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Posted: Mar 23, 2016 at 8:14 am   /   by   /   comments (0)

Mrs. Omolara Aromolaran is the chief executive officer of Crown Natures Nigeria Plc, a company that manufactures consumer-garmenting products and apparels that are everyday wears.

In this interview with Ikechi Nzeako, she says the company produces consumer apparels that are worn on a regular basis and are not necessarily produced for a particular person but are mass-produced based on different sizes and purchasing power of clients. She states that the company manufactures branded and unbranded headwear such as baseball caps, polo caps, bucket hats, crown hats, special visors, Fidel Castro caps, sun visors and other textile related items.

She says company’s state of the art factory is equipped with the latest and modern headwear and apparels machinery to deliver high quality products to clients.


What led to the establishment of this line of business?

We observed that there was a gap in the garmenting line of production whereby most of the clothing materials that were used in the country were mainly imported from China. What makes the Chinese economy to thrive is their ability to produce the products that they need and export to other countries. China also has the technology and the population to produce for the local population and export the excess to other countries. Nigeria is a country that has the labour force that can produce for the economy of the country to thrive. We believed that we could fill that gap by producing high quality clothing materials for Nigerians at affordable prices. What really makes an economy to thrive is the capacity to use its labour force to produce what it needs and the population consumes what is produced and the rest is exported to other countries. Nigeria is one country that has the population that that can be used to make industry to thrive. There are three key elements that can lead to the industrialisation of an economy: labour, infrastructure and market demand. These three elements are available in Nigeria. This is what prompted the setting up of the company.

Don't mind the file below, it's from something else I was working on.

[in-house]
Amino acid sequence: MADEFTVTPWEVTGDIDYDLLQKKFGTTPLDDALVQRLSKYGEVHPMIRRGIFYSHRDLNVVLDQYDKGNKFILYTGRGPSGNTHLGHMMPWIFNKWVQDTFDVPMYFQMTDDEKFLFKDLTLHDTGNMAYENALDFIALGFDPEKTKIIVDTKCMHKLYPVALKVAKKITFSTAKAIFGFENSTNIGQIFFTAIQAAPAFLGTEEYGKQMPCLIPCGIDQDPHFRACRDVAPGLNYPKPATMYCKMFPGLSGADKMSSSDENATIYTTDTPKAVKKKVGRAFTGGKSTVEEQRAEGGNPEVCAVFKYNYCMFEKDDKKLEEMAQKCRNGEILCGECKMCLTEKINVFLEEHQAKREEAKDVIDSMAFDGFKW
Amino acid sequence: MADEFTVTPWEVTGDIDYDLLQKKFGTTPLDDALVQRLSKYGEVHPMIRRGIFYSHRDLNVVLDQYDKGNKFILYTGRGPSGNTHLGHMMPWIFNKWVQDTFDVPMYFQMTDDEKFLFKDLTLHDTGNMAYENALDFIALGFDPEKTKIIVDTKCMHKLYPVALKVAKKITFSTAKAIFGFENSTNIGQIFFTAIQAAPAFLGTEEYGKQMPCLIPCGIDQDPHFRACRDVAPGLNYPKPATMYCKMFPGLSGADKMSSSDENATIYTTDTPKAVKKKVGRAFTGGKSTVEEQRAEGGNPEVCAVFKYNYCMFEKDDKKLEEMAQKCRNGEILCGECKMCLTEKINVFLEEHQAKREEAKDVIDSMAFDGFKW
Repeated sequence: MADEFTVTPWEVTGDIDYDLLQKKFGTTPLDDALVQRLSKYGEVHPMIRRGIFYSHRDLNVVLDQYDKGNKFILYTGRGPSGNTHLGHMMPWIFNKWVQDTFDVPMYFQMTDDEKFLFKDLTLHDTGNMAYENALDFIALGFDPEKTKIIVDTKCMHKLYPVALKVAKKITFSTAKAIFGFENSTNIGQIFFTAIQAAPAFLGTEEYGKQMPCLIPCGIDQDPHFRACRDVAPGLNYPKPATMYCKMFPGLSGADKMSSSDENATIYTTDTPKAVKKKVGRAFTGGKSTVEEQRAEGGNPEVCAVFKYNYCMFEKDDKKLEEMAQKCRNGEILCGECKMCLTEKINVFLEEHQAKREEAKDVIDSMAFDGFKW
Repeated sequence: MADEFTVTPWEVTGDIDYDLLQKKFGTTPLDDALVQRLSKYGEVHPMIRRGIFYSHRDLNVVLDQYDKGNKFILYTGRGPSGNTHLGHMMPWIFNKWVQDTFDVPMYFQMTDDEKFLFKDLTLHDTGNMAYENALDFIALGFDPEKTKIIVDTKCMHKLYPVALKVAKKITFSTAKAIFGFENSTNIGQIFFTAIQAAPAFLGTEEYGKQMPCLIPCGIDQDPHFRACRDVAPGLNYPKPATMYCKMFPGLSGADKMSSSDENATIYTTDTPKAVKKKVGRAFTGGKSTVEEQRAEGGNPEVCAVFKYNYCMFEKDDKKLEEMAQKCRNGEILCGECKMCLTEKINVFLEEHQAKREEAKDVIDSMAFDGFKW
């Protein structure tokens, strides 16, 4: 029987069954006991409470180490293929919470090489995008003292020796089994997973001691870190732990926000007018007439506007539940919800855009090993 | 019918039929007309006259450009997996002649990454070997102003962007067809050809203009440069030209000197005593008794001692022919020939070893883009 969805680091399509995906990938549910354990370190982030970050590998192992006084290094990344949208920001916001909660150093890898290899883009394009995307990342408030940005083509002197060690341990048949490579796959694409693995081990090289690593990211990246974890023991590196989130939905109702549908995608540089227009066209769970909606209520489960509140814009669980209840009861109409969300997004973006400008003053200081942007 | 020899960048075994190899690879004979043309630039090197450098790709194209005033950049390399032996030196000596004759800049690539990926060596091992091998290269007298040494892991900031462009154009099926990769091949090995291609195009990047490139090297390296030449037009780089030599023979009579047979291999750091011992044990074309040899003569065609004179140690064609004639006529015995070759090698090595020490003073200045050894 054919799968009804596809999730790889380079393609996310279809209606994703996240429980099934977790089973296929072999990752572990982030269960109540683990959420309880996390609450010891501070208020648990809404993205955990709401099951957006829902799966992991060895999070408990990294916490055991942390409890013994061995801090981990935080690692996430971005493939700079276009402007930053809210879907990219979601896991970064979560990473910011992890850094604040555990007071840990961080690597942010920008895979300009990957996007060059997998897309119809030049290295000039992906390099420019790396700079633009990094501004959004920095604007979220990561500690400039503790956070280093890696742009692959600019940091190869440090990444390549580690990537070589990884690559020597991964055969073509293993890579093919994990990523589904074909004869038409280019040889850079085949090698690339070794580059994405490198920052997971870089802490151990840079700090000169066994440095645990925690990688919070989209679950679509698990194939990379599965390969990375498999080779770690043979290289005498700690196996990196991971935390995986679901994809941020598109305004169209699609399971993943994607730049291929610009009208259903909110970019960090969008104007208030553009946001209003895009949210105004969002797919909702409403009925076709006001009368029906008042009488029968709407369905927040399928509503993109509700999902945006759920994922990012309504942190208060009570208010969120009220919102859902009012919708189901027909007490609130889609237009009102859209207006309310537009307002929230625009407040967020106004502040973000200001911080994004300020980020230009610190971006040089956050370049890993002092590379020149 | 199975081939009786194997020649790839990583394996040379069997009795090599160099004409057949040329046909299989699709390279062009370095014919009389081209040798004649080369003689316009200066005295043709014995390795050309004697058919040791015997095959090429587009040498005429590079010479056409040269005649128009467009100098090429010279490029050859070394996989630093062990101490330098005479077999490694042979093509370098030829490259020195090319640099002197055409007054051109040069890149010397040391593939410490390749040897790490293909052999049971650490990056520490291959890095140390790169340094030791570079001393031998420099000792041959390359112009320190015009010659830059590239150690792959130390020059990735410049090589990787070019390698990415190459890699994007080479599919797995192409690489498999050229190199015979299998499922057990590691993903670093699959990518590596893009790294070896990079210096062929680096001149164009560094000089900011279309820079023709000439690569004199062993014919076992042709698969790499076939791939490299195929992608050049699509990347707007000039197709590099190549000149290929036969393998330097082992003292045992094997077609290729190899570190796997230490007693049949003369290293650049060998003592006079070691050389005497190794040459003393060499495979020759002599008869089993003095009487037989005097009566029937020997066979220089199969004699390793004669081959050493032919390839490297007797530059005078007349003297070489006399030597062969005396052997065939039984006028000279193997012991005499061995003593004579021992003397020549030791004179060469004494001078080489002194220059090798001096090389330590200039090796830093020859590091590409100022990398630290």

What exactly do you produce?

What we produce is consumer-garmenting products. In other words, we produce apparels that are everyday wears; we produce consumer apparels that are worn on a regular basis and not necessarily produced for a particular person but are mass-produced based on different sizes, purchasing power of clients to buy the products. We have the labour force that produces the products and we have a ready market in the country and we also have the infrastructure in place, although not at the level want it. What we have can lead to achieve industrialisation in the sector.

In addition, when you go in this direction, you are enabling the economy to grow, create employment, create wealth and become innovative and the economy continues to grow and you have overall development.

What has been the experience since you started the manufacturing the company?

It has been a wonderful experience since we started. Naturally you do not have everything that you needed at the beginning. Yes it was tough when we started, Nigerians did not believe that it was possible to start a cloth manufacturing company in the country then. Importers, who go abroad and import cheap and low quality products into the country largely dominate the cloth industry in the country and Nigerians believe that anything that is manufactured overseas is superior to the ones that are made in Nigeria even if the reverse is the case. When we started, many Nigerians did not believe that we could produce the quality that they required, but day-by-day we continued to improve on the quality of our products and we have proved that we can meet the standard of imported clothing materials and even surpass them.